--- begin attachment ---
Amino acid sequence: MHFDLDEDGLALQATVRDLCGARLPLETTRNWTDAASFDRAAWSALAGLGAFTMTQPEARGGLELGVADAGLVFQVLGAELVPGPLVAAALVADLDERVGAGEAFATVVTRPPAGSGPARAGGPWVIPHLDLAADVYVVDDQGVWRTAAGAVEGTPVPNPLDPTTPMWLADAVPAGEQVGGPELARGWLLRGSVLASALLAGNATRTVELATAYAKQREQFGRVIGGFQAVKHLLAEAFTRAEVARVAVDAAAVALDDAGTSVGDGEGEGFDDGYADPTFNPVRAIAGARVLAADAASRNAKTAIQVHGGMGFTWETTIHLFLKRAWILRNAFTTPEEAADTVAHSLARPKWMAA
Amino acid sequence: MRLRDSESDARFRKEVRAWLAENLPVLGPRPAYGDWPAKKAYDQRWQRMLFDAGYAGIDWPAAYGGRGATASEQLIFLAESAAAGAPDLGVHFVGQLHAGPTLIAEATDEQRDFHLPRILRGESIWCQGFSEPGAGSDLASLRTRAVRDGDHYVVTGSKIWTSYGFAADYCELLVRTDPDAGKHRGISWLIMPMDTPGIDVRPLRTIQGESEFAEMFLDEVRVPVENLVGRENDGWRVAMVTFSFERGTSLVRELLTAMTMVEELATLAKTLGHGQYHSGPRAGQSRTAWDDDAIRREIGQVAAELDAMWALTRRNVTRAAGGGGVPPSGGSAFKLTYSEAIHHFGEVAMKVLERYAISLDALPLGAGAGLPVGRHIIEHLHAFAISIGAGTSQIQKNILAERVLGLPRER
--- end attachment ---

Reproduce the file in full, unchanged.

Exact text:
Amino acid sequence: MHFDLDEDGLALQATVRDLCGARLPLETTRNWTDAASFDRAAWSALAGLGAFTMTQPEARGGLELGVADAGLVFQVLGAELVPGPLVAAALVADLDERVGAGEAFATVVTRPPAGSGPARAGGPWVIPHLDLAADVYVVDDQGVWRTAAGAVEGTPVPNPLDPTTPMWLADAVPAGEQVGGPELARGWLLRGSVLASALLAGNATRTVELATAYAKQREQFGRVIGGFQAVKHLLAEAFTRAEVARVAVDAAAVALDDAGTSVGDGEGEGFDDGYADPTFNPVRAIAGARVLAADAASRNAKTAIQVHGGMGFTWETTIHLFLKRAWILRNAFTTPEEAADTVAHSLARPKWMAA
Amino acid sequence: MRLRDSESDARFRKEVRAWLAENLPVLGPRPAYGDWPAKKAYDQRWQRMLFDAGYAGIDWPAAYGGRGATASEQLIFLAESAAAGAPDLGVHFVGQLHAGPTLIAEATDEQRDFHLPRILRGESIWCQGFSEPGAGSDLASLRTRAVRDGDHYVVTGSKIWTSYGFAADYCELLVRTDPDAGKHRGISWLIMPMDTPGIDVRPLRTIQGESEFAEMFLDEVRVPVENLVGRENDGWRVAMVTFSFERGTSLVRELLTAMTMVEELATLAKTLGHGQYHSGPRAGQSRTAWDDDAIRREIGQVAAELDAMWALTRRNVTRAAGGGGVPPSGGSAFKLTYSEAIHHFGEVAMKVLERYAISLDALPLGAGAGLPVGRHIIEHLHAFAISIGAGTSQIQKNILAERVLGLPRER